What Zakir Hussain’s Farewell to Shiv Kumar Sharma says about Hindustani classical music


The most thought-provoking photographs do not over illustrate. They are candid, yet compassionate. At times, such images benumb, and, then, spell out the reality of a different world, one that is far removed from those that are ingrained in popular consciousness.

In the image of a 71-year-old Zakir Hussain accompanying Pt Shiv Kumar Sharma, for the one last time – as his pallbearer — the grief unmistakable, even on his masked face, is one such poignant moment. The kind that will stay in public memory for long.

As Sharma’s son Rahul walked in front of the bier with the traditional pail and his other son, Rohit, waited while the pyre was being readied, Hussain held on to his friend, wrapped in a tricolour, sticking to the vocabulary of hundreds of their classical concerts together, where he would support the delicate baaj of Sharma’s santoor by lowering his tabla’s volume, gently supporting it, never overpowering it. He was also comforting the distraught Hari Prasad Chaurasia.

No one teaches you how to grieve. Holding Sharma till the end was perhaps Hussain’s way of being there; like he was while performing the sweet and pensive raag Kirwani in 1979 that was eventually turned into an HMV record. This was the 25th year of the santoor’s presence on the classical stage, and Sharma had invited Hussain to be a part of a concert held at the now-defunct Rang Bhawan in Mumbai. It remains one of the most wonderful renditions of the raga – and there are some excellent ones in competition. The rapport between the two and the warmth that marked their collaboration is palpable in the rendition.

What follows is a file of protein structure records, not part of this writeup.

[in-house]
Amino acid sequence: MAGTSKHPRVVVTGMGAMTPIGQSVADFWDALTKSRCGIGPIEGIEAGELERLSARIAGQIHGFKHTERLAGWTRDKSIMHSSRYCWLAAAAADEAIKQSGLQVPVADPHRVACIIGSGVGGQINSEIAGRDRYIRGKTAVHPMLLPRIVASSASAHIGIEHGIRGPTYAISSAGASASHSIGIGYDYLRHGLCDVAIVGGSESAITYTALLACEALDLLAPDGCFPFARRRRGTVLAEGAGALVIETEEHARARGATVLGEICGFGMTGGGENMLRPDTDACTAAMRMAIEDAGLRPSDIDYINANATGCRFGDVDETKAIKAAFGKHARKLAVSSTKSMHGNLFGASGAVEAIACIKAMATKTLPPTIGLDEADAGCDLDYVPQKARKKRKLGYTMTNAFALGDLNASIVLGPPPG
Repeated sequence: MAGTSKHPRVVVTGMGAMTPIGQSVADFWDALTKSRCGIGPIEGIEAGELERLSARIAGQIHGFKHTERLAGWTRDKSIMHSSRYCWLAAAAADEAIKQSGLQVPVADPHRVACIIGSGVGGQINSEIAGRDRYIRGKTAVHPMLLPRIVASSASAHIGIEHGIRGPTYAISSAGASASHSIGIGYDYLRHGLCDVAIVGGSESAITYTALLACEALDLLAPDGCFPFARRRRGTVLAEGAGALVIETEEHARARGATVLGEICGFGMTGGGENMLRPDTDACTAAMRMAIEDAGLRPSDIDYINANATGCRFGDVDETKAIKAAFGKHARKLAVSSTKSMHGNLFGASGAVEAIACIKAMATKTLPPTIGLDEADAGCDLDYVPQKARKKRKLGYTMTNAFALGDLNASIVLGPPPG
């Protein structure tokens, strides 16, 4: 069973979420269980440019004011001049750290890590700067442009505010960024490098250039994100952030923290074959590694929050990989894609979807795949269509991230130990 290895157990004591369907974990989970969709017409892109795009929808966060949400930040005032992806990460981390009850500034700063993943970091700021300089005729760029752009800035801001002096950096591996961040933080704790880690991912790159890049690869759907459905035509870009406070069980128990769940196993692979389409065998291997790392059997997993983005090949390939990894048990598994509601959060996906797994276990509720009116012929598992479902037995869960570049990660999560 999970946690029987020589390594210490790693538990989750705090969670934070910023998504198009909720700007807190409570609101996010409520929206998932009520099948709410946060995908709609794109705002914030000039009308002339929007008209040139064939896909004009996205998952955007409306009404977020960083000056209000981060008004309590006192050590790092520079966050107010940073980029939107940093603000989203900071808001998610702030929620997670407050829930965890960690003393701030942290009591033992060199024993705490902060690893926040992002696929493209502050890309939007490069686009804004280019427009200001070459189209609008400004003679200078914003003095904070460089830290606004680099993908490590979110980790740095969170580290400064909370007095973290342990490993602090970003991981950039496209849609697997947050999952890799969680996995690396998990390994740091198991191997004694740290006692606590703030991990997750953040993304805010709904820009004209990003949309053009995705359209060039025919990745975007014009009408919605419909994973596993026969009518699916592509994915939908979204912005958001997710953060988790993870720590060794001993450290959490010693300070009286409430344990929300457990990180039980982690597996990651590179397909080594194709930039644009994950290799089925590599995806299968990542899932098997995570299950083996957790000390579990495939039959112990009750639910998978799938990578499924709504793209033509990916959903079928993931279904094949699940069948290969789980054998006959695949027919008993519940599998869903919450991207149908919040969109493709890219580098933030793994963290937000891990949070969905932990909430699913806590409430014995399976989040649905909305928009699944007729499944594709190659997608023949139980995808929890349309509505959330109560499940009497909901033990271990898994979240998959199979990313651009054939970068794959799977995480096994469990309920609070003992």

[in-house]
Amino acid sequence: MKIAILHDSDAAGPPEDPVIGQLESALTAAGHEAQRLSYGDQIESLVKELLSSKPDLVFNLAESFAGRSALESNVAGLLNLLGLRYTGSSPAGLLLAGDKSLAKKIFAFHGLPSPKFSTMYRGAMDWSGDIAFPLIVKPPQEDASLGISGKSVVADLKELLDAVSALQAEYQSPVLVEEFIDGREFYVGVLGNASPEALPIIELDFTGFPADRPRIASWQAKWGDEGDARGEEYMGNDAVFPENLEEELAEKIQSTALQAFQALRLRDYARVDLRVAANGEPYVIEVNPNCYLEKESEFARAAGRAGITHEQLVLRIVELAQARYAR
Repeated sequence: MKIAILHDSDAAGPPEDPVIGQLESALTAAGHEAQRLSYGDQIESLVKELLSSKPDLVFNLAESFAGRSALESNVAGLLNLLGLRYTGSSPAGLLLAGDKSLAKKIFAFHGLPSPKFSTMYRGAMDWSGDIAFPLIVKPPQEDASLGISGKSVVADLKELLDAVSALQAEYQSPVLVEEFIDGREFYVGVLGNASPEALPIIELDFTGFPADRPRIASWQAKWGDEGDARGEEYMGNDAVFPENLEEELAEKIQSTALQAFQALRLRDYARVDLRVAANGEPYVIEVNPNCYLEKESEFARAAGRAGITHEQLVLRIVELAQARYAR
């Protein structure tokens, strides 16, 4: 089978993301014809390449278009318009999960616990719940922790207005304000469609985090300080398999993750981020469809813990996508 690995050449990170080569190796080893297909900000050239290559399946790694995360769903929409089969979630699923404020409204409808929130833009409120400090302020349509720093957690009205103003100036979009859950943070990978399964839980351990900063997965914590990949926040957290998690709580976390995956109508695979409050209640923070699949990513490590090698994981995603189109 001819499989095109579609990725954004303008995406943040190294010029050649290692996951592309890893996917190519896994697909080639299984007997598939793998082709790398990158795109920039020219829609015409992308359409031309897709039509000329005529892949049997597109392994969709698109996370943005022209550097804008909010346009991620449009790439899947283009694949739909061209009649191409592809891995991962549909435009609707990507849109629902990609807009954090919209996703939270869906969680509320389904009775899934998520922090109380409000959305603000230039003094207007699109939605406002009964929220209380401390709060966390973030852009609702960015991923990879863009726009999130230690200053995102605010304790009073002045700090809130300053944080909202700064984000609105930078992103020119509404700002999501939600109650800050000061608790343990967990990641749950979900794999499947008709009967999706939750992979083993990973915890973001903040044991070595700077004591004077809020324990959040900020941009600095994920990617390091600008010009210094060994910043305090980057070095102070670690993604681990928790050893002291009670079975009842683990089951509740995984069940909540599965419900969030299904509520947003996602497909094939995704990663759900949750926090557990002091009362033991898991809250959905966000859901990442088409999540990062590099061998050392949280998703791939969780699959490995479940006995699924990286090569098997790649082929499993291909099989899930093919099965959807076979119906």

Hussain’s affection and immense respect for Sharma, about a decade his senior, also came from the association that his father, Ustad Allah Rakha Khan, had with the santoor maestro. For many years, before Hussain began accompanying Sharma more regularly, Khan, 20 years Sharma’s senior, was often on the tabla. This was also the time when Khan was in the process of lifting the tabla from the margins of Hindustani classical music and placing it under the spotlight. Back then, accompanying artistes did not enjoy much stature. The names of musicians did not appear on records or posters and they were paid much less than the main artiste. Tabla players were even made to sit behind the main performer. The word tabalchi was used in a rather derogatory manner. Khan’s travels with Pandit Ravi Shankar helped highlight his brilliance to the western audience.

The affinity that Sharma and Khan had towards each other went beyond the appreciation of each others art. It was deeper and went all the way to Jammu, where these two Dogra men came from. Once, at a concert in Chicago, Sharma spoke in Dogri about how the two had a great programme “Bada achha programme hoyiya,” Sharma said. Khan responded, almost immediately, that this happened because two Dogra musicians were performing together.

Communalism was yet to make its presence felt in ways known to us today. It still stays slightly away from the hallowed halls of Hindustani classical music. Though this tradition does have issues of its own, assimilation remains its leitmotif. It is a world where the best-known exponents of the dhrupad style, the Dagars, sing a tradition that traces itself to Sama Veda. It’s a world where perhaps every musician, whatever their religion, worships Saraswati – the goddess of music — and where a Zakir Hussain does not let the tiranga slide from Sharma’s grieving wife Manorama’s hands and holds it to his heart just before standing quietly in a corner, next to his friend’s burning pyre, suffering, and not ready to let him go just yet.